DW lowers deepwater spending forecast to $137 billion

Offshore staff

LONDON – In the 14th edition of its World Deepwater Market Forecast, Douglas-Westwood (DW) predicts deepwater expenditure to total $137 billion between 2016 and 2020. This represents a 35% decline compared to the previous edition issued in March 2015.

The prolonged low oil price has impacted the deepwater market, with operators considering alternative development options and delaying the sanctioning of new projects while trying to protect returns on their existing investments in the sector.

However, the analyst group found that projects already under construction are unlikely to be affected. The largest proportion (38%) of the total spend will be attributed to drilling and completion. Subsea production equipment, SURF, pipelines, and trunklines will represent 34% of total expenditure combined. Floating production units will account for 28% of spend over the forecast period.

Expenditure will predominantly be driven by Africa and the Americas, the analyst said, which will account for a combined 87% of total deepwater capex. Though all regions will be adversely affected by low oil prices, projects that were sanctioned before the oil price downturn will help sustain activity levels in these regions. In addition, the group expects to see the development of East African gas basins toward the end of the forecast period.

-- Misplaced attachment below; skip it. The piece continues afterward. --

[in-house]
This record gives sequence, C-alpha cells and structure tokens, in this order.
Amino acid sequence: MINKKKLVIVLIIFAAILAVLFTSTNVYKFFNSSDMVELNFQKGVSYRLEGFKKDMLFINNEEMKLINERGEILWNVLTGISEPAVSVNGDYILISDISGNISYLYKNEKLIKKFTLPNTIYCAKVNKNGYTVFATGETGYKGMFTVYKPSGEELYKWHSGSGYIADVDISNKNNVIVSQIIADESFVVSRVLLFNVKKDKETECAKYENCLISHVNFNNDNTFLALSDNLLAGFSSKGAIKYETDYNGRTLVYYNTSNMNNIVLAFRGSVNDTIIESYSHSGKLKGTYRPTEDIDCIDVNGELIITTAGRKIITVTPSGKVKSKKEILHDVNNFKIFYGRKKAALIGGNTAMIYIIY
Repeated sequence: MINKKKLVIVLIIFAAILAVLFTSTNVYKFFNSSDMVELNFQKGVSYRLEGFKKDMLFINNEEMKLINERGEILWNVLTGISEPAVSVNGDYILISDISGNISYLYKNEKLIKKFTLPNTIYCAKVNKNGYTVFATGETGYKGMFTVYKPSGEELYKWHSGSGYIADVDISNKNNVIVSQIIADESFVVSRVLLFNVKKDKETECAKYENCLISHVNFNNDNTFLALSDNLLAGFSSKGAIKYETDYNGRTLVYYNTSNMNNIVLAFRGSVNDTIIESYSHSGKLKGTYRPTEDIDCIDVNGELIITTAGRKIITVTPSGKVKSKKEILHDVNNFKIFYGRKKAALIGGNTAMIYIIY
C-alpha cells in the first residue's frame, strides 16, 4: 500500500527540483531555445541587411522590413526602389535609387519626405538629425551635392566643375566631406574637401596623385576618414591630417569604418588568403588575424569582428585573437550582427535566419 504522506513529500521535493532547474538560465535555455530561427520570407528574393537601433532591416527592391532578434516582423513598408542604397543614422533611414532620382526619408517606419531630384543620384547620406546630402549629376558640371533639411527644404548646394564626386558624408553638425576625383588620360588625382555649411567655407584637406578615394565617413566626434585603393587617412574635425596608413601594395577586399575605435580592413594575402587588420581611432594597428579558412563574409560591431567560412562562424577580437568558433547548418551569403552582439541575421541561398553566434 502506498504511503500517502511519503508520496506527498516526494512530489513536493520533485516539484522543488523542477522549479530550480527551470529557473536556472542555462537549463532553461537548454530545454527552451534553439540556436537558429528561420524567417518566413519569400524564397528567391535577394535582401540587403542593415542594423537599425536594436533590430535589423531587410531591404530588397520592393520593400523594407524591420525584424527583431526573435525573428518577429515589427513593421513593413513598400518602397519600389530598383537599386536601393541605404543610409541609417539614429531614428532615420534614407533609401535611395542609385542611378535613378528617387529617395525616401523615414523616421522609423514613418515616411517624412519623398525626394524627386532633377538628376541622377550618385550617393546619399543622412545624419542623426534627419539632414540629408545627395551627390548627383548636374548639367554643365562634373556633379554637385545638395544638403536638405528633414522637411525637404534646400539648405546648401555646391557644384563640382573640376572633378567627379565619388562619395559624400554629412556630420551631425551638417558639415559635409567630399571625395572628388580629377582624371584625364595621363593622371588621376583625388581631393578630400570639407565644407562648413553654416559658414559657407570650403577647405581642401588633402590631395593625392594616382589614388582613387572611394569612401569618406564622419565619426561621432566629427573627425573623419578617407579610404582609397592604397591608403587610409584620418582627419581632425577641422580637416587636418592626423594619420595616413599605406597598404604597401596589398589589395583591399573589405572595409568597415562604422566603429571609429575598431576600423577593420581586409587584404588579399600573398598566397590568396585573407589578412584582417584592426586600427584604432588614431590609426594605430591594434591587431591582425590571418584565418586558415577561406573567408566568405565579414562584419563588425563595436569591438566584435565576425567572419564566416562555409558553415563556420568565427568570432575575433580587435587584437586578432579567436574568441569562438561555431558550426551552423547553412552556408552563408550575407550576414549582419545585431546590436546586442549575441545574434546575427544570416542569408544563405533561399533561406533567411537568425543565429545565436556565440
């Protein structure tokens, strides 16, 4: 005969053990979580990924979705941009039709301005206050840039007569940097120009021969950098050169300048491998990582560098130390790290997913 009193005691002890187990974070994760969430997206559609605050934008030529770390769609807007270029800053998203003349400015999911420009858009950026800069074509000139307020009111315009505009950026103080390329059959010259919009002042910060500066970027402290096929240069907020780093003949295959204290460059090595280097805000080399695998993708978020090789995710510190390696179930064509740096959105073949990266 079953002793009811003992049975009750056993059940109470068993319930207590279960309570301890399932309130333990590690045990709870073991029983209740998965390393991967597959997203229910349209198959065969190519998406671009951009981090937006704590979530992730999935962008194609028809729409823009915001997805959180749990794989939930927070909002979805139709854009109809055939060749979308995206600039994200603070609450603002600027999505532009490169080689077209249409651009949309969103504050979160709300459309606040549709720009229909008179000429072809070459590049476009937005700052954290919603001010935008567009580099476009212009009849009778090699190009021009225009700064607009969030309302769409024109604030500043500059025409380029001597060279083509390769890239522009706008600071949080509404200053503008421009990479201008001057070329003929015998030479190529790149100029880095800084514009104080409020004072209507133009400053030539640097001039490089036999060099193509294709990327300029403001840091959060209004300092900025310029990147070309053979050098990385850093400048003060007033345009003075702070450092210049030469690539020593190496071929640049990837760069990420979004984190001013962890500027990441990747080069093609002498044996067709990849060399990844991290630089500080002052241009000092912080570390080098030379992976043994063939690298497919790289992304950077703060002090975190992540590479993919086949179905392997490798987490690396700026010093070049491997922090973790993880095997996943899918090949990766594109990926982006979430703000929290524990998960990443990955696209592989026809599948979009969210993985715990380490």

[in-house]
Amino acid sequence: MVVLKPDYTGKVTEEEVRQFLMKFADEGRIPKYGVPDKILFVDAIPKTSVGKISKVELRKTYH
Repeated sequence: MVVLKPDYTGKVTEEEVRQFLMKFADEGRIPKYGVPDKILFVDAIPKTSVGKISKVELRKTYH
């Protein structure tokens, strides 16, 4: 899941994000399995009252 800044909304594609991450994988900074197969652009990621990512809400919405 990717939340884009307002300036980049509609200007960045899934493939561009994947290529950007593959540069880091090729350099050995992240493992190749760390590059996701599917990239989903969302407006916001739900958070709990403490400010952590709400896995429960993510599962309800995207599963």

Record levels of backlog established over the 2011-2014 period have somewhat insulated subsea hardware manufacturers from the oil price downturn. However, DW expects a further decline in subsea hardware installations in 2017 and 2018 with backlog falling rapidly and new orders trickling in at very low levels.

The analyst found that the subsea sector’s original equipment manufacturers will feel the full impact of the downturn in 2016/2017 and will face strong competition for the lower volume of projects. In total, it is forecast that the number of deepwater wells to be drilled over the next five years will decline by 3% compared to the preceding five-year period.

From a supply-chain perspective, this point in the cycle is an opportunity to bring through new approaches and technology for deepwater developments to improve efficiency and lower cost. In the long run, DW said it remains of the view that deepwater will be a cost competitive source of world-class hydrocarbon reserves.


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